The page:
3. 3. • Adrenal Medulla (table 13.10) o Metabolic rate Increases Pancreas (table 13.12) Glucagon – helps to ⇑ blood glucose • stimulated by ⇓ blood glucose • glycogenolysis (liver); lipolysis (adipose cell); gluconeogensis in liver Insulin – helps to ⇓ blood glucose • stimulated by ⇑ blood glucose • allows glucose, fats, & amino acids to move into all cells • muscle & liver - glycogen, triglyceride, protein • adipose cell - triglyceride (promotes storage of fat) • inhibits gluconeogensis Other Endocrine Glands • Pineal gland – (brain) • melatonin – inhibited by light & stimulated by darkness • involved in “circadian rhythms”; female reproductive cycle; ? (seasonal affective disorders) Thymus gland • secretes thymosin; production of white blood cells (immunity) Reproductive glands • ovaries – estrogen & progesterone • testes - testosterone Conditions Associated with Abnormal Secretions of These Hormones What Happens When the Body Does Not Produce and Release these Hormones Properly?? Special Topics involving the Endocrine System • Diabetes mellitus (hormone relationship “insulin”); difficulty maintaining blood glucose levels • Type 1 (insulin-dependent); 15% of diabetics, usually before 20 yrs • autoimmune response destroying pancreatic cells which produce insulin (beta cells); require insulin injections • Type 2 (non-insulin-dependent) • 85% of diabetics, usually after age of 40 (not any more though), associated with obesity • Receptors on cells are damaged & don’t respond to insulin • Treatment - monitor carbohydrate intake, exercise, weight loss, possibly medication Growth Hormone • Excessive Release; may caused by tumor on anterior pituitary • gigantism vs acromegaly • Too little Release; initially used to treat medical conditions (dwarfism) Human Growth Hormone (hGH) • many times used in combo. with steroids to enhance muscle size; ↑ connective tissue (strength gains don’t parallel muscle size gains) • is illegal w/o prescription!! • hGH secretion with aging causing • ↓ lean tissue & fat mass • Aging effect reversed by exogenous GH supplementation?? (negative side effects) Abnormal Thyroid Hormone Levels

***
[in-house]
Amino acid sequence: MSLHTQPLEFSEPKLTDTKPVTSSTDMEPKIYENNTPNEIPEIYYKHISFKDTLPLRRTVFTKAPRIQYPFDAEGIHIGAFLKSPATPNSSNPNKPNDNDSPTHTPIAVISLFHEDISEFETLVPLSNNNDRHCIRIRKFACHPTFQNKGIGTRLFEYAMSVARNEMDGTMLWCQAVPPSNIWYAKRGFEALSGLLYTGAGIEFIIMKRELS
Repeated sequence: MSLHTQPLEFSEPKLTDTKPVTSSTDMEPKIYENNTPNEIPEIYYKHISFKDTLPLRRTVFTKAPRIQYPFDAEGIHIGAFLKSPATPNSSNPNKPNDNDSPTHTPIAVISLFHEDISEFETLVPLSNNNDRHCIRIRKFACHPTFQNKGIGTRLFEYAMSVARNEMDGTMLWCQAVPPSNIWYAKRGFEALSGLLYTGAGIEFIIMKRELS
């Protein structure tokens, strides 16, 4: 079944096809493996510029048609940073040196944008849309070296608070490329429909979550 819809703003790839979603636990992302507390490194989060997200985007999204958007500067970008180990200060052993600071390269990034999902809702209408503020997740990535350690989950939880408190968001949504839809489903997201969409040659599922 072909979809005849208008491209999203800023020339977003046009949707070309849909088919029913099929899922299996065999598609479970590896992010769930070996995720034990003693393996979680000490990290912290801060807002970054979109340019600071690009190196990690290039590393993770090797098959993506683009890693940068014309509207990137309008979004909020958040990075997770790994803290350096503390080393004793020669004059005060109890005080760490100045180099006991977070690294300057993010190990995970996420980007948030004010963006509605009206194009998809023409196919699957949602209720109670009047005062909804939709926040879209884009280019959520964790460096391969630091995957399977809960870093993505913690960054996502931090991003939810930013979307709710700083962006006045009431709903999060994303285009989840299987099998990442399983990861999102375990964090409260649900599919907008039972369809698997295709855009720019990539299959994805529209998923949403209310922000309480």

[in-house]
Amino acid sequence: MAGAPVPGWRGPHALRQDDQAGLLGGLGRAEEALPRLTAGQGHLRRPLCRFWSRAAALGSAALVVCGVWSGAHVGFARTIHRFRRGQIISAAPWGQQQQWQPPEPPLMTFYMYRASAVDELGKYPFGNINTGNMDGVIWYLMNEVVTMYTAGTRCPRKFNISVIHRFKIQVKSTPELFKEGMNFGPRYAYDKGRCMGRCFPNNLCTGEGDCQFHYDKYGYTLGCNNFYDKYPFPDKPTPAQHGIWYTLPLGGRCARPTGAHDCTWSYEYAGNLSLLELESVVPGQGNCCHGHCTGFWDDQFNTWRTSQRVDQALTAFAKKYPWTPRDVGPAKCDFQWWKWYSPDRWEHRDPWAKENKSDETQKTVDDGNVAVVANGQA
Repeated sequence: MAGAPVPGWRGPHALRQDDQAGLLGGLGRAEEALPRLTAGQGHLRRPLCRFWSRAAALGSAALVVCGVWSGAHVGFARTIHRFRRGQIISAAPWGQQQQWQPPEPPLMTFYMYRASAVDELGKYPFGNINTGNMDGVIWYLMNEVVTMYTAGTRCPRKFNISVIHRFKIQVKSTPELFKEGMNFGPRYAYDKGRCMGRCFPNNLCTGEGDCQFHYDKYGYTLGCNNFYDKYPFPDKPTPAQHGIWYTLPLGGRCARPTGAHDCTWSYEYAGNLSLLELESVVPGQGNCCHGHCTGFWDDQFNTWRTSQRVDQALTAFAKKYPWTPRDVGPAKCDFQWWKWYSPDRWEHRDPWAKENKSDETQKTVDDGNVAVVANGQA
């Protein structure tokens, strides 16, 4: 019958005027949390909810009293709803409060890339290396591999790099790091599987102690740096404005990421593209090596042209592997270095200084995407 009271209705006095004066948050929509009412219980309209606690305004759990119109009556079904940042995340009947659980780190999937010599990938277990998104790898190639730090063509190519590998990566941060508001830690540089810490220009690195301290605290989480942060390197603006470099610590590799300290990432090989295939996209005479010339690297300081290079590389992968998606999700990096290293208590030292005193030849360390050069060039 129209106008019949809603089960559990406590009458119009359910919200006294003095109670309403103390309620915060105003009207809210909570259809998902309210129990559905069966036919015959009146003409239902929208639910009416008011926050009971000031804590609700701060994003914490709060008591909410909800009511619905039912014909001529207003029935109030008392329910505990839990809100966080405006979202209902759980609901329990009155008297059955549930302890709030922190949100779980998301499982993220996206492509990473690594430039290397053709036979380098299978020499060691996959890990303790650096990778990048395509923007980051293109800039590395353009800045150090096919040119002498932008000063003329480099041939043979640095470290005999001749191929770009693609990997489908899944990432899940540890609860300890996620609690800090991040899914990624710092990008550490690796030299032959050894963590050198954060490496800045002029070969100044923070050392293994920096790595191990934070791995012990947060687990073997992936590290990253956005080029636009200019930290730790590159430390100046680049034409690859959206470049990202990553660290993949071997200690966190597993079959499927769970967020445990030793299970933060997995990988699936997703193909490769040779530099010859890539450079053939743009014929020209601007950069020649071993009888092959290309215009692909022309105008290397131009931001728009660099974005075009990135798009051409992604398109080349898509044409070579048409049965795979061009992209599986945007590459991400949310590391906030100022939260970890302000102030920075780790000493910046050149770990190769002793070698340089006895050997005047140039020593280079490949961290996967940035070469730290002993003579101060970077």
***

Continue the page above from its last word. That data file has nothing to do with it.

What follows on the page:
4. 4. Hyperthyroidism • ↑ metabolic rate • sensitive to heat, hyperactivity, weight loss • Graves Disease – auto-antibodies over-stimulate thyroid gland • goiter Hypothyroidism • ↓ metabolic rate • sensitive to cold, sluggish, weight gain • In children (Cretinism) • stunted growth, mental retardation • Hashimoto’s disease Disorders of Parathyroid Glands (table 13.8) Hyperparathyroidism • depresses nervous system • bone weakening • fatigue, depression o *why would it do the above???? • usually caused by tumor Hypoparathyroidism • excites nervous system • muscle cramps & seizures, diminishes blood calcium ion concentration • usually caused by inadvertent surgical removal; injury Special Topics Involving the Endocrine System Addison’s disease • adrenal cortex doesn't secrete sufficient hormones (autoimmune disease) • low blood glucose levels (hypoglycemia), ⇓ Na+, K+, dehydration, fatigue, low blood pressure Cushing’s disease • over secretion of ATCH & cortisol • due to corticosteroid drugs for many years, tumor on adrenal gland • characterized by muscle wasting, ↑ blood glucose levels & blood pressure • moon face (adipose tissue deposition), masculinized females due to ↑ sex hormone release Special Topics in Endocrine System • Diabetes Insipidus • impaired ADH function • either receptors or hypothalamus • prevents proper water regulation (constantly excrete water)